The corruption trial of Genaro García Luna, the man who was once the face of Mexico’s violent war on drug trafficking, began on Monday with radically different descriptions of the defendant.
In their opening statement, federal prosecutors said that for more than a decade, Mr. García Luna led a double life, taking millions of dollars in bribes to protect the very traffickers he was supposed to be pursuing.
But his lawyers countered these arguments. They said Mr. García Luna, who once ran Mexico’s version of the F.B.I., was in fact what he has always claimed to be: an honest lawman who had helped the United States arrest top figures in the Sinaloa drug cartel. Those same criminals, the lawyers said, had now returned to seek revenge against him as government witnesses.
The trial, which could last as long as eight weeks, will present the jury in Federal District Court in Brooklyn, with a stark choice: Was Mr. García Luna a scourge of the Sinaloa cartel, Mexico’s biggest criminal mafia, or a secret servant to it? Along the way, the proceeding will take the jurors on a tour of the dizzying hall of mirrors that often exists inside the corridors of power in Mexico.
He is the highest-ranking Mexican official ever to stand trial in a U.S. courtroom on drug trafficking charges.
Philip Pilmar, a federal prosecutor, opened the government’s case by laying out the defendant’s professional biography.
He told the jury that Mr. García Luna entered public service in 1989 by working for C.I.S.E.N., a newly formed intelligence agency in Mexico. From 2001 to 2006, he served as director of the Federal Investigative Agency. Then, under former President Felipe Calderon, he was named Mexico’s public security secretary, a powerful cabinet-level position he held until 2012.
But all that time, Mr. García Luna, who is accused of being part of a continuing criminal enterprise, was betraying his colleagues and his country, Mr. Pilmar said.
“While entrusted to work for the Mexican people, he also had a second job, a dirtier job, a more profitable job,” Mr. Pilmar said. That job, he went on, was protecting the Sinaloa cartel’s vast shipments of cocaine and other drugs as they crossed the border to American consumers.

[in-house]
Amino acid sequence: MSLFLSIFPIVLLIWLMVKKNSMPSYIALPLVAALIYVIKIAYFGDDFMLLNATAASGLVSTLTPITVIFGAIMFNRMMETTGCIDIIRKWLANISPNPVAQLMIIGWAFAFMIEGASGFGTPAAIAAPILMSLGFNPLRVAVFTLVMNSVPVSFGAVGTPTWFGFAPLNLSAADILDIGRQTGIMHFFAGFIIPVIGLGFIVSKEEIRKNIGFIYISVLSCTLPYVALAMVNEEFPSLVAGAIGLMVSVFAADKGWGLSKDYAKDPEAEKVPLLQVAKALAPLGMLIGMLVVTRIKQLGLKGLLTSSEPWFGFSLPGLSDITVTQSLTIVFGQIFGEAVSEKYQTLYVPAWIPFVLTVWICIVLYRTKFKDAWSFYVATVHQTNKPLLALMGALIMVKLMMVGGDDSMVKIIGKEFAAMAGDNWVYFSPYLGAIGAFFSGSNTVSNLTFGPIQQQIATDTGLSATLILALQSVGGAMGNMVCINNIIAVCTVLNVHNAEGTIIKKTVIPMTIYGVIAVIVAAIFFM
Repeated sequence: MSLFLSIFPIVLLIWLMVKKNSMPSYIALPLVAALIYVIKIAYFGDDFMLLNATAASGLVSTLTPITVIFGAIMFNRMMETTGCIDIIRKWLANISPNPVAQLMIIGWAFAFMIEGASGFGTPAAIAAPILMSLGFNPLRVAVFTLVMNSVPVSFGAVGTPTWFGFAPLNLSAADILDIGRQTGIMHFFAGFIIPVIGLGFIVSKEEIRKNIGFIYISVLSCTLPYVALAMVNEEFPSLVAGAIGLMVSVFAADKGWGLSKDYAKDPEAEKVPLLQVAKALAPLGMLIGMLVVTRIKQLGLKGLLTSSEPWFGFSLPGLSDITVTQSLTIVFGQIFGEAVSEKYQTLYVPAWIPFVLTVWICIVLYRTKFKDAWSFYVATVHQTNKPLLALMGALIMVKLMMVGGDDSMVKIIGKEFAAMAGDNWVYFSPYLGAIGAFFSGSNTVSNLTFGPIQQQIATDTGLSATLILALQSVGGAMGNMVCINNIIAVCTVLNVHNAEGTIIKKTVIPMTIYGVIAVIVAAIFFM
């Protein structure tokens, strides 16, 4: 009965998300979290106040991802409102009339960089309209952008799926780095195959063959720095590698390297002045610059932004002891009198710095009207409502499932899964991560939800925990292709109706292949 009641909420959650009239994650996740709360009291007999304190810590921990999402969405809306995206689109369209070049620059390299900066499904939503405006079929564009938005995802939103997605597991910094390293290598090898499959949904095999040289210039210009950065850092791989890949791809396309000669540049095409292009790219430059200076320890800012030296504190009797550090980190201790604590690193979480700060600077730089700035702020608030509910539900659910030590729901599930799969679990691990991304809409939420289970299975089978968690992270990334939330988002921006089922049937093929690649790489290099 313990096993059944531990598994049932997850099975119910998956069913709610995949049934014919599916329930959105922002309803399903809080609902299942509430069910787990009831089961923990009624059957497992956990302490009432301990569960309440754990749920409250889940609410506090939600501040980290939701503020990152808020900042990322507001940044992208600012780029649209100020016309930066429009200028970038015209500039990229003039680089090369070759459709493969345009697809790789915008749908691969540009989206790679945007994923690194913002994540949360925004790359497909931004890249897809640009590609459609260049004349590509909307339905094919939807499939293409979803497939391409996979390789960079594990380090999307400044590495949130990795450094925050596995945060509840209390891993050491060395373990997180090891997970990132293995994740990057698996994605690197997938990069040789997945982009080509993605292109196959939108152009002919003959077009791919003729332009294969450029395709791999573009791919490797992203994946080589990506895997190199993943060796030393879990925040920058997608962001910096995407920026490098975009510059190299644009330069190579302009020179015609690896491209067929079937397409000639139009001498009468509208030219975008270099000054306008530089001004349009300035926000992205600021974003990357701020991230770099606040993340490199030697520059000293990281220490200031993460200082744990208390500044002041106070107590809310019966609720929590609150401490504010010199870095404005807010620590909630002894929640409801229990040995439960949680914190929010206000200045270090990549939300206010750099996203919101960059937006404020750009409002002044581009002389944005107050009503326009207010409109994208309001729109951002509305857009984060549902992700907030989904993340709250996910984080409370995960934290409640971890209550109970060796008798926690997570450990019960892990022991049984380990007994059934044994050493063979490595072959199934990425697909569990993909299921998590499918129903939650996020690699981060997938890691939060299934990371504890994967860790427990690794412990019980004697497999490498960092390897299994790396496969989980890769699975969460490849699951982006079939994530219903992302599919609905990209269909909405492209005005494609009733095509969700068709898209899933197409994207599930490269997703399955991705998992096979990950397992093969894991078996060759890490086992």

In his own opening statement, César de Castro, Mr. García Luna’s lead lawyer, told the jury that, despite its claims, the government had no definitive evidence of his client’s guilt and that the prosecution’s case would rely almost exclusively on witnesses from within the cartel itself. Many of those witnesses were men who Mr. García Luna had helped to arrest in Mexico and extradite to the United States, providing them a motive to testify against him.
“What better revenge,” Mr. de Castro said, “than to bury the man who led the war against the cartels.”
Mr. de Castro also pointed out that throughout his long career, Mr. García Luna worked closely with a who’s who of top U.S. officials in the State and Justice Departments, as well as in Congress and the White House.
To that end, he showed the jury an array of photos of his client posing with Eric Holder, a former attorney general, and Hillary Clinton, the onetime secretary of state; and shaking hands with President Barack Obama.
After the opening statements, the government called its first witness: Sergio Villarreal Barragán, a former police officer who switched sides in the drug war and went to work for the Sinaloa cartel in about 2001.
A towering man known as “El Grande,” Mr. Villarreal Barragán told the jury that he was present when his boss, a top cartel leader named Arturo Beltrán Leyva, gave bribes to Mr. García Luna.
While he never cited a specific an amount, Mr. Villarreal Barragán said the money given to Mr. García Luna helped the cartel’s traffickers expand their operations from their home state, Sinaloa, to vast swaths of the rest of Mexico.
“The payments grew as the cartel grew,” Mr. Villarreal Barragán said, “and without that support it would have been practically impossible.”